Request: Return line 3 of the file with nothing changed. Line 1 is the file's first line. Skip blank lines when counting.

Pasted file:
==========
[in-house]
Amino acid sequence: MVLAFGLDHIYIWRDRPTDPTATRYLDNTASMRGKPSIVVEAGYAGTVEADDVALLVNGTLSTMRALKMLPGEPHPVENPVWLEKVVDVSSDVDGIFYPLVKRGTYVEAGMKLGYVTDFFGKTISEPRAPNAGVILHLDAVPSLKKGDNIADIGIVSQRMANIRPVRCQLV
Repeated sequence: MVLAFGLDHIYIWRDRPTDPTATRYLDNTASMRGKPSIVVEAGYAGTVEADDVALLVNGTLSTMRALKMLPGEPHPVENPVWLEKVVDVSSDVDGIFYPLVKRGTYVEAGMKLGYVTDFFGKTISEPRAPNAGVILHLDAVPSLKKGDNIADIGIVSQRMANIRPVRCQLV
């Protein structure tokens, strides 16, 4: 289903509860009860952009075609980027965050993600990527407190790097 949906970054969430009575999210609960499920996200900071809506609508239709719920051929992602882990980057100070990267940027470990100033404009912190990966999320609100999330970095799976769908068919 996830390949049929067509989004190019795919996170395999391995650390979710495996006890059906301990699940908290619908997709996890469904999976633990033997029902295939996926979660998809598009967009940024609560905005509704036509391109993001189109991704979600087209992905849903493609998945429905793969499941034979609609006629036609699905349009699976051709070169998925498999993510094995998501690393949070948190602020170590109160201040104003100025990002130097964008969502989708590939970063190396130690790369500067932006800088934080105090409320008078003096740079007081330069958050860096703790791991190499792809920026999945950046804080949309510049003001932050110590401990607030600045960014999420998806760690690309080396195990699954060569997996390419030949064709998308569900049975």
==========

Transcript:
Repeated sequence: MVLAFGLDHIYIWRDRPTDPTATRYLDNTASMRGKPSIVVEAGYAGTVEADDVALLVNGTLSTMRALKMLPGEPHPVENPVWLEKVVDVSSDVDGIFYPLVKRGTYVEAGMKLGYVTDFFGKTISEPRAPNAGVILHLDAVPSLKKGDNIADIGIVSQRMANIRPVRCQLV